Wednesday, May 28, 2014

the soft place

Today I took the children to one of my favorite places for lunch, the LA Cafe.  The teachers are on rotating strikes here in British Columbia, so there was no school.

Trevor slurped most of his chocolate milk through a straw while we waited.

"Save the rest," I said, "for when your food comes."

"Okay, then I will do this!" he said, and blew bubbles in it.  I could've fussed about that, for the sake of table manners, but I thought, Meh. Every kid likes to blow bubbles with a straw and he'll grow out of it one day.

Our waitress, Grace, arrived with our meals and offered him more chocolate milk.  I asked for water instead.  She's one of those people—you can tell she's not in this just to make a buck.  Light pours from her as she sets down cups, as she refills them, and she's always happy to see us.


It's the gentleness I love.  Both Grace and Hank, with their smiling light brown faces.



Friday, May 16, 2014

The Voice

In Horton Hears a Who, the elephant's trying to keep tiny people on a clover from being tossed into the beezlenut stew by the kangaroos, and the mayor of those whos finds a small shirker.  He takes him to the top of a tower.
"This," cried the Mayor, "is your town's darkest hour!  The time for all whos who have blood that is red to come to the aid of their country!" he said.  "We've GOT to make noises in greater amounts!  So, open your mouth, lad!  For every voice counts!"
The kangaroos finally hear when the shirker opens his mouth with a "YOPP!" and they come to believe the whos are real.

I do agree that every voice counts.  Every human being has the miraculous ability to communicate in some way.  Being broken and faulty, we're not always adept at honoring that.  I think it's a luxury to have this internet on which I can make my own voice heard in the hopes that something good will be made of it.

Luxury sometimes amplifies my own feelings of emptiness, though.  With the internet comes the emptiness and complexity of too much information, too many opinions, and it can be as if the world wide web is only pointing fingers at me.  Why don't you just measure up already?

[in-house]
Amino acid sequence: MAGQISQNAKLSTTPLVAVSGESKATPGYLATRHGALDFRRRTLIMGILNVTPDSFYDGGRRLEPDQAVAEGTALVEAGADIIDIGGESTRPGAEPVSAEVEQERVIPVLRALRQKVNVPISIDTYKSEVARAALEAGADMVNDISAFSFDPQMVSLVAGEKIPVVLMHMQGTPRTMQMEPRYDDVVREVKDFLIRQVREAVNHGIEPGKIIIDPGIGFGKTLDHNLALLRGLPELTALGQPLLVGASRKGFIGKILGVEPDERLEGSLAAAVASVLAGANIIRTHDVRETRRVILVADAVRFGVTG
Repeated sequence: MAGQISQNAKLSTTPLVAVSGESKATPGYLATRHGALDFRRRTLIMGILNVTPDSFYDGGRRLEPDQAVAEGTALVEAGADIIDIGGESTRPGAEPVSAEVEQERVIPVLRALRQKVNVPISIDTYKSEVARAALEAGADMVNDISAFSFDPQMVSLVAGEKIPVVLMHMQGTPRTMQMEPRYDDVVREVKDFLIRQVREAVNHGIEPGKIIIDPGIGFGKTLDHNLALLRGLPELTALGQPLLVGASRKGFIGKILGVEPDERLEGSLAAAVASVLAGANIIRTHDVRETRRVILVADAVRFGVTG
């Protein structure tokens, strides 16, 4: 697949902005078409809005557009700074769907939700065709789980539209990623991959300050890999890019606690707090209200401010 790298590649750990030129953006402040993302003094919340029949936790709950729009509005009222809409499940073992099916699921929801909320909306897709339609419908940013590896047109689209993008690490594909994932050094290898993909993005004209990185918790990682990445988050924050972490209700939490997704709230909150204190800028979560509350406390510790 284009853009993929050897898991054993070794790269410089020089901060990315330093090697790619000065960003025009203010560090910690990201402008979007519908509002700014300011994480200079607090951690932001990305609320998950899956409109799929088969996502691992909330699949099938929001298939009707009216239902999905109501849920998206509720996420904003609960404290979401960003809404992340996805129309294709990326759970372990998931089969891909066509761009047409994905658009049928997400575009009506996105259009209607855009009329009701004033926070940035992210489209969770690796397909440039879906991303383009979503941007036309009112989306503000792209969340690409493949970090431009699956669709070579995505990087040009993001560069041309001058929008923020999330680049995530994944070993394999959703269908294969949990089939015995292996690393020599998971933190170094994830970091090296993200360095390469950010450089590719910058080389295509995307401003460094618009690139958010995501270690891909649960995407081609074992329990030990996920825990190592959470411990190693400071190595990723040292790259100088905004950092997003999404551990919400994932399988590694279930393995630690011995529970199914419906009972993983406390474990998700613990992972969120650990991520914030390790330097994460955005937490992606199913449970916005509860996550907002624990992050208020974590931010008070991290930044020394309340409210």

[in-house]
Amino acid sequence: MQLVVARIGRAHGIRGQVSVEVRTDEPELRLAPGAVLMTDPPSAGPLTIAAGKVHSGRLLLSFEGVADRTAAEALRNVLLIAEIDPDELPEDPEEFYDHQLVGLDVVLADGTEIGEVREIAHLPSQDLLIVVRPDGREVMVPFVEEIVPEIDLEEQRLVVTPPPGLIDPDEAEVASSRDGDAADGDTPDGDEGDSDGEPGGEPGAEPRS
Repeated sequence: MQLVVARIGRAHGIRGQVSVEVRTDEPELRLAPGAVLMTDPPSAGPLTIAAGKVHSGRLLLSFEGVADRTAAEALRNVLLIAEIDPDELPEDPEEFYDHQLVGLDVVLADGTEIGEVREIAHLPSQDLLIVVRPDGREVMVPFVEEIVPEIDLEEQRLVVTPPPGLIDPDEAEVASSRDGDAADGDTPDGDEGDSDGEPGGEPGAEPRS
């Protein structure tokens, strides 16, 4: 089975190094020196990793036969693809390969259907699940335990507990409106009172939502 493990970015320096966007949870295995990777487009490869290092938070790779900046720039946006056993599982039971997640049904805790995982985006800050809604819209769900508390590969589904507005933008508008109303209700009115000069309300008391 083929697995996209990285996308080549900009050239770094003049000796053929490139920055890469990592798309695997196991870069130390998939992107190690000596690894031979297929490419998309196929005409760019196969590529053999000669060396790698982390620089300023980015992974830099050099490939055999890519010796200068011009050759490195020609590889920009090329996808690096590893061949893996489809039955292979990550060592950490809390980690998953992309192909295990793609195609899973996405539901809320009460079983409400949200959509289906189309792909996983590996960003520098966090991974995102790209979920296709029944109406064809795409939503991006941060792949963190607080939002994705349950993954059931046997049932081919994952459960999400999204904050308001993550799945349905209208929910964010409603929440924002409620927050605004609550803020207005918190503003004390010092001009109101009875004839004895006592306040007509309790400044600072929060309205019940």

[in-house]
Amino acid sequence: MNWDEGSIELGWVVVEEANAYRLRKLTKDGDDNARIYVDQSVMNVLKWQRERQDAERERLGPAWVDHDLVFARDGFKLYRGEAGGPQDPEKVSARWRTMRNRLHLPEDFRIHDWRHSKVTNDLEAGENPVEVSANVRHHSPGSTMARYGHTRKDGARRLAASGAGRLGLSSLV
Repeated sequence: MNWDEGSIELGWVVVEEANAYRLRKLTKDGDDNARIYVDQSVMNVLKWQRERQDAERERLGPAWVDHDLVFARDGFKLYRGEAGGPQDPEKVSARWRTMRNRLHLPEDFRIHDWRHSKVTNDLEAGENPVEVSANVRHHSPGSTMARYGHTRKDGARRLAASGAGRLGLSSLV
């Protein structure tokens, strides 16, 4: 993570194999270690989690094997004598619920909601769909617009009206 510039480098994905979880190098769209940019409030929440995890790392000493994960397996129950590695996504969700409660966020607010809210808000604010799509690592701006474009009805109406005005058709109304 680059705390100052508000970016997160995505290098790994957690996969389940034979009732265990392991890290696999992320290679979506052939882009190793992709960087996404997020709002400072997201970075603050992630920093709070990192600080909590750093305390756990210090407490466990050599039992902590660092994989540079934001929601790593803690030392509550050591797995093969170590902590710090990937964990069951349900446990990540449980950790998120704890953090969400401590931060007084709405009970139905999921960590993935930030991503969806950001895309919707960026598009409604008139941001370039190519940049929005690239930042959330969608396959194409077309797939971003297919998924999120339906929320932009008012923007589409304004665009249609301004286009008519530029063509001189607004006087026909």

But I've been learning to listen deeply to the True Voice—Christ.  He has been teaching and strengthening me to listen well.  It's not like he speaks physically into my ear.  The Voice uses heart language, and as my heart engages with the Voice it affects my mind and how I see images or situations.

I believe my heart, body, and mind are interconnected in a way I can't understand so it's kinda hard for me to explain all this to you, but I'll keep trying.         

Listening to the Voice isn't about shutting everyone else out.  Communication is a gift; people need one another and I believe the Voice speaks among and through people.  Discernment is involved in this because any time someone's not speaking in love it's important for me to recognize his or her human nature.  When people say something in conversation or post on social media and all I hear is accusation or judginess, I take a moment to listen for the Voice.

The Voice of Christ always speaks love:

I have sacrificed everything—my very life—for you and I have risen so you can participate in new and beautiful creation.
I love you, no matter what.
I don't hold your wrongdoings against you.  I remove them and remember them no more.
I give you everything that is good and beautiful.
Don't be afraid; I'm caring for you.
If you are afraid, turn your heart to me.  I'm here, in Spirit, to help you.
Everything's going to be alright... even more than just alright.